While I tend to think that being duped by the presentation of confidence is a sign of a bad leader (whether in game or out) it's still a reality that most players will have to deal with.  If we're actually trying to get better though, the trick seems to be to learn to segregate the confidence you need to present in order to be given a chance, and the realistic self-analysis you need to improve as a player.

Getting the Message Across

The main point of me writing this down, other than simply because I like thinking about interesting things, is I'm curious if we need a new approach to hunter guide writing.  Perhaps one that doesn't just say "this is your rotation" but says "this is how to think about rotations".  I've been a bit cautious of employing that sort of writing anywhere but on this blog (which has a much more particular reader base than, for example, the WHU, who, I hope, are more interested in the theory behind things than simply the results) because I know I've been frustrated when playing other games very casually, and I simply want a quick easy answer on "the best X, Y and Z".  But I'm certainly curious if it's been a disservice to those reading the guides.

How to actually write guides that are both challenging in that manner, and accessible is currently beyond my knowledge of pedagogy.  It is, however, definitely something I'm interested in, both because I want to be an effectual guide writer, and I want to improve as a player.  


  1. Nice post. My day job is teaching so I could relate. One of the hardest parts of teaching is breaking down false preconceptions.

  2. Typo: It should be manner, NOT manor :P

    Speaking as someone who's questioned the use of Guides in their current form, I think I'd like to see changes based on how people assimilate information. I'm not sure you're ever going to find a way to deal with players self-perception, however :D

    1. ha. You don't think I should write guides that are challenging in a mansion somewhere? :-P

  3. I think a lot of the problem comes down to the hunter class being "simple" as in there is a clear cut what should be done. When people read a guide and see the clear cut what should be done they think they know how to do it because "I know the rotation".

    Knowing and doing are two completely different things. I "know" how to do my rotation, I probably babble about it in my sleep because I am always thinking how I can do it better, but the fact I "know" it does not mean I can not pick out at least a dozen times I could have done something better on even the best pull I ever had.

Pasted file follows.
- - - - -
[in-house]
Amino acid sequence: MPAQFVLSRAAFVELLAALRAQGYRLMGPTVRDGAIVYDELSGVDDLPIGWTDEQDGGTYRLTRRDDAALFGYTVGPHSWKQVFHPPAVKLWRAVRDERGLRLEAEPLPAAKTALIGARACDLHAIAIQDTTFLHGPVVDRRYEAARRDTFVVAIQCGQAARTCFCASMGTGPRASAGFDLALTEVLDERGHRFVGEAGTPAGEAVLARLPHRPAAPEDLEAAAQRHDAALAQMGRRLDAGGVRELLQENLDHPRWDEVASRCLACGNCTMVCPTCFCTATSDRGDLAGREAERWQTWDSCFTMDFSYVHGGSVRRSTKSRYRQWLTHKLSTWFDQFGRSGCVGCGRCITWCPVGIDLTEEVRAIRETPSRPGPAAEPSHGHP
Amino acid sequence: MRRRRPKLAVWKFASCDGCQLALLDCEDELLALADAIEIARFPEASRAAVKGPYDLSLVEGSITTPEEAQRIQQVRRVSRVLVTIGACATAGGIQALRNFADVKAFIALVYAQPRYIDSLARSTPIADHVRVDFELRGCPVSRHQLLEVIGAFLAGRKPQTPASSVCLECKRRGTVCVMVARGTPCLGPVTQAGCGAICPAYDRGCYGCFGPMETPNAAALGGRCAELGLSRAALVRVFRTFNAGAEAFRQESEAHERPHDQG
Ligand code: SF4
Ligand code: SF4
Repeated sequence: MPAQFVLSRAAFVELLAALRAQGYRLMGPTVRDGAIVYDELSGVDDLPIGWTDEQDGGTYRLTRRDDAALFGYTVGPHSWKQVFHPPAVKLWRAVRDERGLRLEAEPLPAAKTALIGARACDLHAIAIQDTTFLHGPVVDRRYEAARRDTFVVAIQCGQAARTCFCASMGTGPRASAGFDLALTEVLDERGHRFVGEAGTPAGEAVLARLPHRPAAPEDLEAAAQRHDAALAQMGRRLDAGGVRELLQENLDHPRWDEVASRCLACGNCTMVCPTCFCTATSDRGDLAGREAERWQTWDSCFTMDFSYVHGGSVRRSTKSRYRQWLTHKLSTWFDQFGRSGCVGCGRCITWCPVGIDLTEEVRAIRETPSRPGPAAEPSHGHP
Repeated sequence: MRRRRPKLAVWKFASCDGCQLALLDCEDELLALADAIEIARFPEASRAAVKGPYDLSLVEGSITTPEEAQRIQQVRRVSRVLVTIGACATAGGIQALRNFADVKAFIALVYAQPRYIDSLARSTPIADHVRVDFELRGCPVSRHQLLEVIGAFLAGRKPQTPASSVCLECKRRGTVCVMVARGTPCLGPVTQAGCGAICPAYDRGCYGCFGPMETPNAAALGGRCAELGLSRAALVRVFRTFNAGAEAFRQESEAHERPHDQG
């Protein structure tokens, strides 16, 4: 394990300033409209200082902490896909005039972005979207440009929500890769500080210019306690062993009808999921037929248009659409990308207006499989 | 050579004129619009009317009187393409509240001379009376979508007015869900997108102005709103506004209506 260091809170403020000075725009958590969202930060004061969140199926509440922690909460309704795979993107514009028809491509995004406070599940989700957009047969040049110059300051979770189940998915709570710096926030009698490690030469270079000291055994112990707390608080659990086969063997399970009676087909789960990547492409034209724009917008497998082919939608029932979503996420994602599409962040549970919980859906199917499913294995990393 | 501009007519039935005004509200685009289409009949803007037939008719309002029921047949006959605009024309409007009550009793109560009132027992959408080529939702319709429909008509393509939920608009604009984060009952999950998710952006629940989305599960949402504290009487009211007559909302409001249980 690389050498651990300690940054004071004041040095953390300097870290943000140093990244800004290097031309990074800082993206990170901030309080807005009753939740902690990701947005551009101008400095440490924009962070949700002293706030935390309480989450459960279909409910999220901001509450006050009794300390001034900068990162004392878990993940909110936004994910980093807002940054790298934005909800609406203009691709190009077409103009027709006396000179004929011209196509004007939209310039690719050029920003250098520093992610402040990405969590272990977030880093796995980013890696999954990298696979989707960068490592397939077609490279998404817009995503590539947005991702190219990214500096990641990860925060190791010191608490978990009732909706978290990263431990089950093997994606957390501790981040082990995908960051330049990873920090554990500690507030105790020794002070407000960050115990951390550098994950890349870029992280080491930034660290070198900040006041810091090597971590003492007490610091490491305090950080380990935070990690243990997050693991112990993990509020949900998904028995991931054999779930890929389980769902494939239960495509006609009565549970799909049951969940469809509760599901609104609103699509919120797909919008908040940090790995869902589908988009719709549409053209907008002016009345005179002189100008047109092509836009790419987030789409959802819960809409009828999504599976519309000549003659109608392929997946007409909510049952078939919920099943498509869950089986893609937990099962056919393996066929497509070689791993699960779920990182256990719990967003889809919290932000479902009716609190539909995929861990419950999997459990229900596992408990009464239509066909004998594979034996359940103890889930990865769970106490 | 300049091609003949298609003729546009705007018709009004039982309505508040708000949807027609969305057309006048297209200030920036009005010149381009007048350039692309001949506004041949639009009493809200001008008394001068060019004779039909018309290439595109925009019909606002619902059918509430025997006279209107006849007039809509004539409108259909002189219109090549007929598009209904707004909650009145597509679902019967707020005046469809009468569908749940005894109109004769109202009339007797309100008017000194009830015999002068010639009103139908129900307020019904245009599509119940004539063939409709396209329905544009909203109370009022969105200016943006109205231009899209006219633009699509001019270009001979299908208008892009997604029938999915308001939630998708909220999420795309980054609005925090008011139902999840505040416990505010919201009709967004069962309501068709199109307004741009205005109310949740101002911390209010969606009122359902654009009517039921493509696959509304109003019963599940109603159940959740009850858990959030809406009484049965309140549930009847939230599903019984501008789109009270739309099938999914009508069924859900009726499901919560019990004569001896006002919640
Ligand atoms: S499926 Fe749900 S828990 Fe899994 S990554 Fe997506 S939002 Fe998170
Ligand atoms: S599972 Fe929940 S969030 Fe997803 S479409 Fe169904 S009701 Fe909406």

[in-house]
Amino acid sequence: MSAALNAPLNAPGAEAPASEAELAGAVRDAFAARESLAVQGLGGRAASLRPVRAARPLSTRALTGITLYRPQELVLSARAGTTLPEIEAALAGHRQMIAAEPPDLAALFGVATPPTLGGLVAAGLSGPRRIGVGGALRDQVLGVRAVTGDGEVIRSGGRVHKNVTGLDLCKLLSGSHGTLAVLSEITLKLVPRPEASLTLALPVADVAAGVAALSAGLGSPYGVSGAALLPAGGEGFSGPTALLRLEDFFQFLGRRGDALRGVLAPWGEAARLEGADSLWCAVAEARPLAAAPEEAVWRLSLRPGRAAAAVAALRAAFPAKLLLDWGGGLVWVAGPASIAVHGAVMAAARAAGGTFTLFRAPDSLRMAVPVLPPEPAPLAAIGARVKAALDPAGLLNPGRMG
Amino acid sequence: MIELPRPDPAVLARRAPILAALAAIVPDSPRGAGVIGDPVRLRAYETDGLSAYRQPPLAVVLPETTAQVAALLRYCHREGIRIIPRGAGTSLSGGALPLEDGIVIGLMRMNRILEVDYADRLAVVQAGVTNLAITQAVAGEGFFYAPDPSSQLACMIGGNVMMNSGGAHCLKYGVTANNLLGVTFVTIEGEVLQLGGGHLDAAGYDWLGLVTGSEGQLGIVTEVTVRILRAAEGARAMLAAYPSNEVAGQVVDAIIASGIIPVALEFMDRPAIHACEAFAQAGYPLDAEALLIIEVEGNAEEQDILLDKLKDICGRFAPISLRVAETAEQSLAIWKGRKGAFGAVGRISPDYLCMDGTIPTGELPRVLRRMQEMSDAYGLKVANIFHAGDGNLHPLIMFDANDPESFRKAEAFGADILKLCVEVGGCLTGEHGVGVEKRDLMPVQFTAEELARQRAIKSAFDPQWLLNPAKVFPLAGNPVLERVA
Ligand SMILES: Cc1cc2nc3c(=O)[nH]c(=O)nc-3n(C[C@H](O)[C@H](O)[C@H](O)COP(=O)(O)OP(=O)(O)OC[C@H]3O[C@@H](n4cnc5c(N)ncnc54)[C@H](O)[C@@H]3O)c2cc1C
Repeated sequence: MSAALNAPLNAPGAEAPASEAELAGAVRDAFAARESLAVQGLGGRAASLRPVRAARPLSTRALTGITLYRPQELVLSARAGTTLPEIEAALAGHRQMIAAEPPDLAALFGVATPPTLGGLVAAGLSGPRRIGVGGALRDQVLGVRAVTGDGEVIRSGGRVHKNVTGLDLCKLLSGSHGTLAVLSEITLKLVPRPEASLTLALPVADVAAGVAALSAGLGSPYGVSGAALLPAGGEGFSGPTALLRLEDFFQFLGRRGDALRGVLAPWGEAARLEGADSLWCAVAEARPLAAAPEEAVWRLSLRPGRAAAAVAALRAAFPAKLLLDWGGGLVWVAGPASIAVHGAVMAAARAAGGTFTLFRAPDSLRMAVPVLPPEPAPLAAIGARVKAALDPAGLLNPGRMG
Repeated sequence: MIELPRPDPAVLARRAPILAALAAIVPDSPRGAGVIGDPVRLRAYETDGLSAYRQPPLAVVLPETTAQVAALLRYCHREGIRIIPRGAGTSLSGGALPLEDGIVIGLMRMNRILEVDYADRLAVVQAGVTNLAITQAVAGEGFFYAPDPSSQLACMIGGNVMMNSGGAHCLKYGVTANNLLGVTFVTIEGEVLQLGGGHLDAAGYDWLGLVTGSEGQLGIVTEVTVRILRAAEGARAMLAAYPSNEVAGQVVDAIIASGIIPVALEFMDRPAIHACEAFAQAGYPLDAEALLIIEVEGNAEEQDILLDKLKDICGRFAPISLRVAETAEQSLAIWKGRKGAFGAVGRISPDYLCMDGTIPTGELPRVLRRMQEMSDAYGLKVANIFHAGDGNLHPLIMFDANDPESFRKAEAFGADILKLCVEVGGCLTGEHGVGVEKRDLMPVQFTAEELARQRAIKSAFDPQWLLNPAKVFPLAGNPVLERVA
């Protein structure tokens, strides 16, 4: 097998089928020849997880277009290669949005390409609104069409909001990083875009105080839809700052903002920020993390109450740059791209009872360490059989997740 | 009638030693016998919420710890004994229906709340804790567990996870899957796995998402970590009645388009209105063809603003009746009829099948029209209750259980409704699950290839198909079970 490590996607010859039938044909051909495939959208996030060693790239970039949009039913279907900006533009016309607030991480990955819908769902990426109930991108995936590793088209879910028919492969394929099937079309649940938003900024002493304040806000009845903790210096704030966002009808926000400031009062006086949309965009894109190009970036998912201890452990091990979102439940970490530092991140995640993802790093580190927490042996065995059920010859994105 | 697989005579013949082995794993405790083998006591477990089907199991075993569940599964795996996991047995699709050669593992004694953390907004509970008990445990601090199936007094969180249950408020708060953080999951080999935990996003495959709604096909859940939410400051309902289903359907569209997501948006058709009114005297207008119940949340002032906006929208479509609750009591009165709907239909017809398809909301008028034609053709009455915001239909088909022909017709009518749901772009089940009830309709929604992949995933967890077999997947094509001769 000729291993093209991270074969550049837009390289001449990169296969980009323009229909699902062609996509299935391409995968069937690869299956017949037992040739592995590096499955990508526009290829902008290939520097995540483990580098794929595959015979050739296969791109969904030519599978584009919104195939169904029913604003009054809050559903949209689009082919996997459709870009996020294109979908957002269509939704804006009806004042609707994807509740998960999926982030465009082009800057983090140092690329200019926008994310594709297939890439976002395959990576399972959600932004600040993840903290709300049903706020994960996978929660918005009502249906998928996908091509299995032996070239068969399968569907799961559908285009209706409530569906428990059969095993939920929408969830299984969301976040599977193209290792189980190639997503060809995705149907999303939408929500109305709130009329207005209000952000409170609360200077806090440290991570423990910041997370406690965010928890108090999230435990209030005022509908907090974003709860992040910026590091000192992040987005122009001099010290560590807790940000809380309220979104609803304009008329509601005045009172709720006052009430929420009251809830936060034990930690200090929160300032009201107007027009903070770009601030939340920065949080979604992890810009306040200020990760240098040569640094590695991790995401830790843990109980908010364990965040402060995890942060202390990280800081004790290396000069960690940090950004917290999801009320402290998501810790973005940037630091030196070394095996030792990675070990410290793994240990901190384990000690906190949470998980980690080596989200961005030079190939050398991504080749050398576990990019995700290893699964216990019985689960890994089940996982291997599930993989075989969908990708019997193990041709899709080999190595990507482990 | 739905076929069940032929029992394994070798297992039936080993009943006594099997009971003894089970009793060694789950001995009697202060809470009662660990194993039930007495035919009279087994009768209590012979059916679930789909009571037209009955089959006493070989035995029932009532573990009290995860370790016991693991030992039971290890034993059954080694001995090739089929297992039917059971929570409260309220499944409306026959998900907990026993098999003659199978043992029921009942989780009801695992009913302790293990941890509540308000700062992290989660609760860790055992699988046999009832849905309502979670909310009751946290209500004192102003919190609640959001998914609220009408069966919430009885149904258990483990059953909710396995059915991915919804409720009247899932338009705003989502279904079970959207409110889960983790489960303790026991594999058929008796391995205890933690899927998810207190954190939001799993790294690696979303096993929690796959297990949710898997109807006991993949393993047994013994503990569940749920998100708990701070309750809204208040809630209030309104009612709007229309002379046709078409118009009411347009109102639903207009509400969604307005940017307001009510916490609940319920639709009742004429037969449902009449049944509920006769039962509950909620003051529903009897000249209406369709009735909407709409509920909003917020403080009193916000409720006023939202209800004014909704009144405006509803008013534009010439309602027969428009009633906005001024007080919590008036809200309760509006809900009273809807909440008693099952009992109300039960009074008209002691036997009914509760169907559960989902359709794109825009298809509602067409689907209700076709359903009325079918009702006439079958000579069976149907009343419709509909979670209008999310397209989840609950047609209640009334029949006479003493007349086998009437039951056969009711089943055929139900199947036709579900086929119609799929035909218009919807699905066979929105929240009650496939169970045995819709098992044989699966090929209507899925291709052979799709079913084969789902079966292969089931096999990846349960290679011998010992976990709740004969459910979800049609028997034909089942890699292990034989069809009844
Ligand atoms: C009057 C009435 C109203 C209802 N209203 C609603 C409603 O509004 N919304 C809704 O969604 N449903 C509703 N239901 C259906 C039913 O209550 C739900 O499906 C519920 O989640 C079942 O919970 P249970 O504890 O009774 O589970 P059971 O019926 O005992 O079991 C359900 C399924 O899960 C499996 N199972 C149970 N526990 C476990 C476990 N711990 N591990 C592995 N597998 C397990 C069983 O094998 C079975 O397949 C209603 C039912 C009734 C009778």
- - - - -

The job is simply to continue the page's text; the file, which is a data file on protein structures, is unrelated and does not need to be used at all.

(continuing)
Sometimes it is gear. Secondary stats mean a lot and two people in similar gear item levels can have extremely different results. Sometimes it is luck of the proc. The difference between a lucky pull and an unlucky one can really be huge, even more so if it is a short fight and you have horrid luck on the pull. There are many reasons why someone that "knows" their rotation could be doing less than they expect to do. But in the right here and the right now you can do nothing to change your gear or your luck, so you have to try and fix what you can fix, and that is your rotation because no matter how good you are and no matter how well you "know" your rotation, you can always get better.

    Three weeks in a row I had someone ask me in the LFR "you don't need anything from here, so why are you here" and I have said "to practice".

    If someone really wants to get better that is the best answer to give. Practice. Even after you know your rotation and are mumbling it in your sleep, keep practicing. No matter how good you are there is always room to get better.

    I am the exact opposite of you because I never think "they got lucky" and I always think "they are better than me, what can I learn from them". When I see someone do better than me the first thing I do is look at their gear and logs. I want to see what they are doing that I didn't, or if there might be another reason I am doing less (as in they are in all mythic gear or something). I love when I see a hunter with less gear doing better than me, now that is a teaching tool for sure. I have learned a lot reading what other people do.